Home prices in largest U.S. cities fall in October from September
Home prices in the nation’s largest cities fell in October for the second straight month, suggesting that prices will head down further next year and dashing hopes that the sluggish housing market was headed for an upturn.
The Standard & Poor’s/Case-Shiller index, a measure closely followed by economists, showed price drops in 19 of 20 cities since September. Overall, the price index slipped 1.2% month over month and fell 3.4% compared with October 2010.
The decline is typical of the season, when home buyers back off after the busy summer period. But coming off five straight months of increases through August, the retreating prices in the fall suggest that weakness in the market may stretch into 2012.
Atlanta was on particularly shaky ground, according to Case-Shiller data. The price index there declined 5% in October after falling 5.9% in September and was down 11.7% over the last 12 months. Atlanta, Cleveland, Detroit and Las Vegas had average prices that were lower than they were in January 2000.
In Los Angeles, the Case-Shiller index recorded a monthly decline of 1.5% in October after sliding 0.8% in September. Year over year, L.A. prices are down 4.9%, as measured by the index.
San Diego fell 0.6% from September and was down 4.5% from October 2010. In San Francisco the pattern was almost the same, with the price index off 0.7% from September and down 4.7% from a year earlier.
“In the October data, the only good news is some improvement in the annual rates of change in home prices,” said David M. Blitzer, chairman of the index committee at Standard & Poor’s. In 14 of the 20 cities tracked, the rate of the annual decline in home prices slowed.
Home prices appeared to be stabilizing earlier this year, but that may have been an illusion produced by a temporary reduction in foreclosures, economist Patrick Newport of consulting firm IHS Global Insight said in a research note. The foreclosure pipeline was slowed after media reports that some lenders cut corners when processing their foreclosures.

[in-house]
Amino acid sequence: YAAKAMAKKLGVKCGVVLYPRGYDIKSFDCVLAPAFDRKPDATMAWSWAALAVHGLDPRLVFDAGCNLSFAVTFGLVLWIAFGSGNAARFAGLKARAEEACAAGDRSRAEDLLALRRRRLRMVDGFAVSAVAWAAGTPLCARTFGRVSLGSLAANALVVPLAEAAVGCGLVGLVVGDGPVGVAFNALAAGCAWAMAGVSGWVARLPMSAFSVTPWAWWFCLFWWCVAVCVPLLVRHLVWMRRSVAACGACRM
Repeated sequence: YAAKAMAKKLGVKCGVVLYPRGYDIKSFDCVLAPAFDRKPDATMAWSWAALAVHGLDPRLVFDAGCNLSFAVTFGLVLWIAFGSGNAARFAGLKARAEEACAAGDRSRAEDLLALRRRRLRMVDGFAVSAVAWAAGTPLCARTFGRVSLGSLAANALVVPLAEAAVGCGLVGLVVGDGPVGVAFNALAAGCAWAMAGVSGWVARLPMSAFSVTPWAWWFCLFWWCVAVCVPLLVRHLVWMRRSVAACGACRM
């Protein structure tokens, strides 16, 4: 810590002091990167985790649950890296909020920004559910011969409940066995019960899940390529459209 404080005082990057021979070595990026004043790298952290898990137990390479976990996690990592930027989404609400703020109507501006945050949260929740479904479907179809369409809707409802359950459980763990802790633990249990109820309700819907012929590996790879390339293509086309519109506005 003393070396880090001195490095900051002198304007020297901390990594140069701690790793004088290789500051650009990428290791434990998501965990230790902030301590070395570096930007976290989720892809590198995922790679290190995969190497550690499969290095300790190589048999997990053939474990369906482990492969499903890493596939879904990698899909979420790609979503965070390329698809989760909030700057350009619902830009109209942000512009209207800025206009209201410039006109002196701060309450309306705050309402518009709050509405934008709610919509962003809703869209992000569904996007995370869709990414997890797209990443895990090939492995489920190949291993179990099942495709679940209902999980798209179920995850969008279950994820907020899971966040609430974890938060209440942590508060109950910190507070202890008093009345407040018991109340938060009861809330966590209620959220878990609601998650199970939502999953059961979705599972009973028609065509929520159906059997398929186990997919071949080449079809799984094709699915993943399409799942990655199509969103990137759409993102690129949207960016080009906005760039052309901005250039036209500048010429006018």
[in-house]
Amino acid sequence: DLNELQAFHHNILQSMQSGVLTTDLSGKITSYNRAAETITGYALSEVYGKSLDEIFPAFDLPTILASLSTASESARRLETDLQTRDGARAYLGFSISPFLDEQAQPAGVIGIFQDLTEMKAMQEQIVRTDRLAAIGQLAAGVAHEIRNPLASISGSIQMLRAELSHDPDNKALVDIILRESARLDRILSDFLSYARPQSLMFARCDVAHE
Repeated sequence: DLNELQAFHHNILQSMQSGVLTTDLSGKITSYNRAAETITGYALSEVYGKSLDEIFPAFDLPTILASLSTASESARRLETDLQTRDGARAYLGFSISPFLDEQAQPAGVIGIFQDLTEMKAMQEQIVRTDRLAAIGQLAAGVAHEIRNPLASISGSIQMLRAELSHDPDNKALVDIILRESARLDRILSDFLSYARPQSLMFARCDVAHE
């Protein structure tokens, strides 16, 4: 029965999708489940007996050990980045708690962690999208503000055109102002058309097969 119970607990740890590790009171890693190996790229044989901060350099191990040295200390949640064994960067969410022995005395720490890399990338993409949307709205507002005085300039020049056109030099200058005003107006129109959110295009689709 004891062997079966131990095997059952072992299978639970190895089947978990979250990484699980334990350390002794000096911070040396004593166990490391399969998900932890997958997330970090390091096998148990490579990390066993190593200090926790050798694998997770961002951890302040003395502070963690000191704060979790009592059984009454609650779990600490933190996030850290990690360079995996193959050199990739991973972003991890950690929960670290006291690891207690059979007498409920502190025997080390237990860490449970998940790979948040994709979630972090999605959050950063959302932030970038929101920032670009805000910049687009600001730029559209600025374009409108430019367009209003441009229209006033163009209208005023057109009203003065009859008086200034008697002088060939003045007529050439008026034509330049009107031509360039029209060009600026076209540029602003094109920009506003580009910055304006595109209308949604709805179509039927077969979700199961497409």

More than 6 million homeowners — 12.6% of the homeowners with mortgages — were either delinquent on their payments or in foreclosure at the end of the third quarter, the Mortgage Bankers Assn. said. About 22% of residential properties with mortgages were underwater at the end of the third quarter, meaning that the homeowners owed more on their loans than the properties were worth, according to CoreLogic data.
“Add to this the currently high unemployment and underemployment rates, one gets a recipe for further price declines,” Newport said in a research note. “Our view is that foreclosures, excess supply and weak demand will drive prices down another 5% to 10%.”
Should the economy slip into a recession, the unemployment rate will climb, driving foreclosures up and leading to an even larger drop in home prices, Newport said. He rated the chance of another recession a 35% probability.
The Case-Shiller index, created by economists Karl E. Case and Robert J. Shiller, is widely considered the most reliable read on home values. The housing index compares the latest sales of detached houses with previous sales and accounts for factors such as remodeling that might affect a house’s sale price over time.
The index also provides seasonally adjusted data. S&P has warned that the adjusted data are unreliable because the high number of distressed properties has distorted the market.
The Case-Shiller data cast a pall on recent, more promising market feedback. Last week, the Commerce Department said construction of new homes and apartments was up 9.3% last month from October and up 20.1% compared with November 2010.
Home sales in California were up 4% in November compared with the same month a year earlier, though they fell 4.2% from October, according to real estate research firm DataQuick. The median home price in the state in November was $244,000, down 4.3% from a year earlier but up 1.7% from October, the report found.